Hypnosis MythsIt was hard getting the word out and making people understand HypnoBirthing, Barnes said, because some think the method is hokey or mystical and that she is a crystal ball gazer wearing a flowing gown. She's not. And once she gets the opportunity to explain how the method works, "It makes sense to people," she said. Another myth Barnes has had to dispel is that hypnotized people are asleep or unaware. "That's not true," she said. "They are aware of their whole birth and do remember it." What happens during HypnoBirthing "is the woman is in tune to stuff that matters but might not be aware or remember nurses coming in and out or the doctor unless it becomes important." Barnes compared the hypnotic state to daydreaming or focusing that occurs when you are engrossed in a book or staring at a fire. "You will be conversant and in good spirits but totally relaxed and fully in control."
Couples Class ExperiencesBrenda Valek of Spring Green, who has completed Barnes' HypnoBirthing classes and is due to have her first baby in May, has been practicing the deep relaxation techniques. "When I stubbed my toe and had my eyebrows waxed, the relaxation techniques worked," Valek said. "I felt virtually no pain." Valek also has found Barnes' classes to be relaxing and informative. At the end of each, she always gave us examples of relaxation techniques in our book," said Valek, who has invited Barnes to her childbirth. "It was wonderfully relaxing. She is the most soothing person to be around."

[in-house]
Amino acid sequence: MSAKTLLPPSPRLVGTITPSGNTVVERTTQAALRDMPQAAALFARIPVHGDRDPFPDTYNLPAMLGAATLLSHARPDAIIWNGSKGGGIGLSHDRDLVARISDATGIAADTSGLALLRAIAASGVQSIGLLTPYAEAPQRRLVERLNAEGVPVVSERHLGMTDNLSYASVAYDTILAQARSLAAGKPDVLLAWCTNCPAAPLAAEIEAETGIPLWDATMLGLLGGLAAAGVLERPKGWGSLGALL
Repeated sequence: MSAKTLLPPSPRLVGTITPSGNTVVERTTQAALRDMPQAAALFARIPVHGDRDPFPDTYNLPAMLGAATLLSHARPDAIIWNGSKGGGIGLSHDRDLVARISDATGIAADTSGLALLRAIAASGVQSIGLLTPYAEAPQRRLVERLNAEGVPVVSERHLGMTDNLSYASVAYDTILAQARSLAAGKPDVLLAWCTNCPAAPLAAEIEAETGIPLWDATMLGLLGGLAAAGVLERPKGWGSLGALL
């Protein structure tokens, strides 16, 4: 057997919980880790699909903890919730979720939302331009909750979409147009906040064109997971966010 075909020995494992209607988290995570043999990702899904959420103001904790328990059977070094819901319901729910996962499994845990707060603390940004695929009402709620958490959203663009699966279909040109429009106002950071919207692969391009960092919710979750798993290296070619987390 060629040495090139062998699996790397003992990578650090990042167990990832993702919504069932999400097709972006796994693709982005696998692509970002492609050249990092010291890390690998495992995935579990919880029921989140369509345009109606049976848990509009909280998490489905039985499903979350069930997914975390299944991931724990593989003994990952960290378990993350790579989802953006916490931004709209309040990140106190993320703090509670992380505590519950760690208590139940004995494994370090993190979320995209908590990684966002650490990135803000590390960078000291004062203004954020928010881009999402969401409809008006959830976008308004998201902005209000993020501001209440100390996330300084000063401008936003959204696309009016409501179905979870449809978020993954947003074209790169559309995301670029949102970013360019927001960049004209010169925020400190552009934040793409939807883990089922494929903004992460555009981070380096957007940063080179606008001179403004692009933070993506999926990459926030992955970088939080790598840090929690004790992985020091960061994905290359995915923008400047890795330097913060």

Taking HypnoBirthing ClassesHypnoBirthing classes can be taken at anytime throughout the pregnancy, but Barnes recommends sometime after the first trimester. "Then the companion can practice hypnotizing the spouse so she becomes comfortable in responding," Barnes said. "By the end of the classes, the pregnant woman can put herself in a state hypnosis instantly. It's from all the practice she's been getting with the tapes and her partner." Believing in the method also is important, Barnes said. "If you don't believe it's going to work, you're still holding onto fears," she said. After the first class, most couples overcome their skepticism because they've obtained a lot of information, including what the body is doing during labor and showing how fear and tension create pain, Barnes said. "It becomes real and not just something people are talking about in a book," Barnes said after couples see videos of five HypnoBirths. "So that's the big convincer that this will work." And in a later class, Barnes does glove anesthesia, numbing the hand by suggestion and using the imagination. "I give them a pretty good pinch with my nails," she said. "The reason I do that is so when they come out of their hypnotic state I can show them their hand, and they can see the mark of my fingernails on the back of their hand. They're always amazed they didn't feel it. So that's another good convincer, especially for their partner who watches."